Senior vice president and managing director at Heichinrou Group, Billy Cheong, whose company owns the Yokohama-originated, Chinese-operated Heichinrou restaurants and Metropol restaurant in Admiralty, is quick to confirm this trend towards dim sum that’s lean and green. Cheong’s dim sum chefs pay attention to everything from the oil content of deep-fried foods to the use of artificial coloring and seasonings. “We never use chemicals, MSG or artificial additives [in our dim sum],” Cheong says. For instance, a new squid siu mai dish—recently introduced as part of Heichinrou’s light summer menu—has all the trappings of a regular siu mai in terms of shape and texture, but blatantly deviates from the familiar bright yellow skin. Cheong explains that the color of siu mai is typically due to artificial flavoring, and only rarely do restaurants engage in the traditional practice of dipping the dumpling in egg yolk to give it that signature yellow color. To reinforce the emphasis on health, Heichinrou is also currently offering a poached egg dish that has the yolks removed and replaced with mashed eggplant instead, as well as a surprisingly light deep-fried egg dough dessert that uses honey instead of sugar syrup.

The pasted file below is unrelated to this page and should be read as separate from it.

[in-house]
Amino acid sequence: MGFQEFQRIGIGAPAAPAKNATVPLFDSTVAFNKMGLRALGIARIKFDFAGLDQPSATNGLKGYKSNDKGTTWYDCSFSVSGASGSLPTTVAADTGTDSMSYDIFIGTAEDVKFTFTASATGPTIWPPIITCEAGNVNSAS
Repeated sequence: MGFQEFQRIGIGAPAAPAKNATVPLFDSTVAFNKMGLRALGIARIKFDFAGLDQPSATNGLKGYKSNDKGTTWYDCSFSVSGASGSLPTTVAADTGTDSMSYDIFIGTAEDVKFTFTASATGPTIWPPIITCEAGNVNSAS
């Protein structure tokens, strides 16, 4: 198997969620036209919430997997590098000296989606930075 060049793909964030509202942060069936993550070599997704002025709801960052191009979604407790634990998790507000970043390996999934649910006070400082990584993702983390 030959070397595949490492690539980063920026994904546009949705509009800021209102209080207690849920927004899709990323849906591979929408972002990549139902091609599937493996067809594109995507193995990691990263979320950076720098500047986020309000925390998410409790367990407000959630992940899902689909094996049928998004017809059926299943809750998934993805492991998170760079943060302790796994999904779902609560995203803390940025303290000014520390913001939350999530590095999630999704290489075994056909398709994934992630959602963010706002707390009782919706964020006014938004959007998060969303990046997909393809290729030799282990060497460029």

“I can claim that we were the first ones, in 1988, to use gold leaf [in our dim sum],” Billy Cheong proudly tells us. “The gold leaf was imported from Japan, and after we started using it, every restaurant started to copy us. There were gold leaf cakes, gold leaf pasta. I can say that before 1988, no one used gold leaf.” Nowadays, gold leaf-topped har gow and siu mai are a common item on menus in the higher-end dim sum restaurants—dishes that have also paved the way to more creative, sophisticated dim sum presentation over the years. And presentation definitely matters, especially in this age of instant tweeting and virulent social media, so chefs are bending over backwards to come up with ever more unique ways to present their dishes. Spring rolls are slowly morphing from short, stubby things to long, skinny sticks, Man Ho chef Ricky Wu observes. Dishes can also be put into decorative “cages” or plated on creative flatware instead of served in plain old bamboo steamers.
Apart from Japanese aesthetics and creative presentation, chefs are also looking west for inspiration. “We’ll use truffles and foie gras in our dim sum,” Lung King Heen’s Chan says. “We cater to our customers’ tastes. If our customers don’t accept a certain dish, we’ll take it off the menu. If they like it, we keep it on.” Chef Tang from Dim Sum Bar includes western-style dim sum items on his menu, and they have proved popular. “We have spring rolls with cheese, dumplings with lobster bisque. Our customers have given good feedback on all these dishes,” he confirms. Dim Sum Bar also serves a hybrid siu mai with black truffles sprinkled on top.